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Brian Coney
18 December 2023, 12:52

UK drink spiking laws to be "modernised" amid calls for introduction of specific offence

The NTIA are among campaigners who have criticised its failure to make spiking a specific offence

UK drink spiking laws to be modernised amid calls for more focus on practical measures

The UK's drink spiking laws are set to be updated, though experts and campaigners are calling for the introduction of a specific offence relating to the act.

According to a report by Sky News, the Home Office has said it will amend the Criminal Justice Bill and update the Offences Against The Person Act 1861 to make clear that spiking - putting drugs into another person's drink or directly into their body without their knowledge or consent - is illegal.

More training for door staff and funding for testing kits are among a package of measures announced to crack down on the crime, with the Home Office saying the law is set to "be modernised".

The BBC reports the following measures as part of the plan:

  • Training hundreds more door staff to stop potential perpetrators and signs someone may have been spiked
  • Investing in research into testing kits to detect if someone's drink has been spiked
  • Intensive operations by the National Police Chiefs' Council (NPCC) across England and Wales, targeting key weeks when spiking tends to be prevalent
  • An online tool to be rolled out to all police forces to make it easier for people to report spiking anonymously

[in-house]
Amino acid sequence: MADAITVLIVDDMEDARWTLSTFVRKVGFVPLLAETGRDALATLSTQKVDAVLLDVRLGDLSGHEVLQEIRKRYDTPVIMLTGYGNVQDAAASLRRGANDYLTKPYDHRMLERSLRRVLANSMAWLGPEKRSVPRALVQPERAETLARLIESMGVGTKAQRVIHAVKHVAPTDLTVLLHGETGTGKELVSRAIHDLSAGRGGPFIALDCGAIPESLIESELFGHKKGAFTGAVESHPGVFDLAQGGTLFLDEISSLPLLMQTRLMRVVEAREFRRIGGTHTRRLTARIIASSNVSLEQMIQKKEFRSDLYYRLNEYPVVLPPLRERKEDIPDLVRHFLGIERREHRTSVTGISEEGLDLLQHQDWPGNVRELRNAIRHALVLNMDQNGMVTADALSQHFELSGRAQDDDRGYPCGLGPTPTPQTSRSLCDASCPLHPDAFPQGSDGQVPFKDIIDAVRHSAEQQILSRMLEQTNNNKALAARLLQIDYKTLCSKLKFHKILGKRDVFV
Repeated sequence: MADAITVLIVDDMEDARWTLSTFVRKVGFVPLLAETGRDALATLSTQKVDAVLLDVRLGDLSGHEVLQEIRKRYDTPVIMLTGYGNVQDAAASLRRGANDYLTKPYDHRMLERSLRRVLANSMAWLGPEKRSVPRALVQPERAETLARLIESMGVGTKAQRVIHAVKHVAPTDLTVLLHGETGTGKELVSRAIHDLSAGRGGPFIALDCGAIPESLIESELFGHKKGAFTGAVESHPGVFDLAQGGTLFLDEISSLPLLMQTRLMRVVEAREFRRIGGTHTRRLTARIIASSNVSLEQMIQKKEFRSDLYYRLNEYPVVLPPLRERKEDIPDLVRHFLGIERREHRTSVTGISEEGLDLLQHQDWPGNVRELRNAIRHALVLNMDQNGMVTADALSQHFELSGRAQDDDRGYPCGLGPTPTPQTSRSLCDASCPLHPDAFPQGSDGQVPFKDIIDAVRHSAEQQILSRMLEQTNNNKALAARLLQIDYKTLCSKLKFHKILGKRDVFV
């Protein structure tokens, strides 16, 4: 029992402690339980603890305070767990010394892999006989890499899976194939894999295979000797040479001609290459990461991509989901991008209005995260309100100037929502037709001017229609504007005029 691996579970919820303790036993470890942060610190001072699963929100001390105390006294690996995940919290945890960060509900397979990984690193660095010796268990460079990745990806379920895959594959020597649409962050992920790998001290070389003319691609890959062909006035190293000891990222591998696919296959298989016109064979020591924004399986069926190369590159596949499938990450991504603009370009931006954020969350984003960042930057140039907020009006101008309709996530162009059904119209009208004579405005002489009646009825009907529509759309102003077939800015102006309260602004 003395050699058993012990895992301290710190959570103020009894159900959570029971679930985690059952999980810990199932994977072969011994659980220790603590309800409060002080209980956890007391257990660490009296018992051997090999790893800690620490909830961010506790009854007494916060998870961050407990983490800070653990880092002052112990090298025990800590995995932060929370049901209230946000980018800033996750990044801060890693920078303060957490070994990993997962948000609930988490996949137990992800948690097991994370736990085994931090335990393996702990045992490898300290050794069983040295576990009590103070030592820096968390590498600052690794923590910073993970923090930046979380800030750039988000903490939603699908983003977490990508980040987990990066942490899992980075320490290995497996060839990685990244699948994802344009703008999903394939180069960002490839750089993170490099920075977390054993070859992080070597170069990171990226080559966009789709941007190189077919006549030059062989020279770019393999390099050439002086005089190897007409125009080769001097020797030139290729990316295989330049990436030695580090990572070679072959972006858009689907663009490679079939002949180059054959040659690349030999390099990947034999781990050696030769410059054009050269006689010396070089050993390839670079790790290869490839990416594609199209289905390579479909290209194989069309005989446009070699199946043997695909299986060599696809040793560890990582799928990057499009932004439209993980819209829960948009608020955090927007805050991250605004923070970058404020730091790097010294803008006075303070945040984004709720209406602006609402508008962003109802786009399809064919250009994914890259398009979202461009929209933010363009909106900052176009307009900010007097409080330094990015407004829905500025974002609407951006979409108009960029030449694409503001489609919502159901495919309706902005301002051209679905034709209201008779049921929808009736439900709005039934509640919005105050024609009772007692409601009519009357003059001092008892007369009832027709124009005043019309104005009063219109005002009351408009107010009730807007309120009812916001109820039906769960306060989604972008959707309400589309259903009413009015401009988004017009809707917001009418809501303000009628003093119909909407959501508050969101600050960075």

While the plans have been generally welcomed by campaigners, the Night Time Industries Association (NTIA) are among those who have expressed disappointment over the failure to make spiking a specific offence. 

In a statement, NTIA CEO Michael Kill remarked that the omission falls significantly short of expectations. "Drink spiking is a serious and prevalent issue that poses a threat to the safety and well-being of individuals within our community. The government's failure to designate spiking as a distinct crime is disheartening and does not reflect the need to address this growing concern."

"To effectively combat drink spiking, we need a comprehensive and dedicated approach. The absence of a specific crime category undermines our ability to gather accurate data and develop targeted strategies to tackle this menace."

Kill went on to urge the UK government to reconsider its stance and work alongside industry stakeholders to ensure that adequate measures are in place to protect the public from the detrimental effects of spiking.

A Guardian report on the news quotes the concerns of Prof Nicole Westmarland, a criminologist who has advised police, universities and the government on spiking. “Offences aren’t leading to prosecutions and convictions and that’s not because of the law, it’s because of other things," said Westmarland. “So yes, a new law might help somewhat, but it’s not going to make any difference unless all of the other things are addressed.”

Nearly 5,000 spiking incidents were reported to police in England and Wales in the 12 months since September 2022, according to statistics by the National Police Chiefs’ Council. The latest Ministry of Justice data suggests the conviction rate is very low.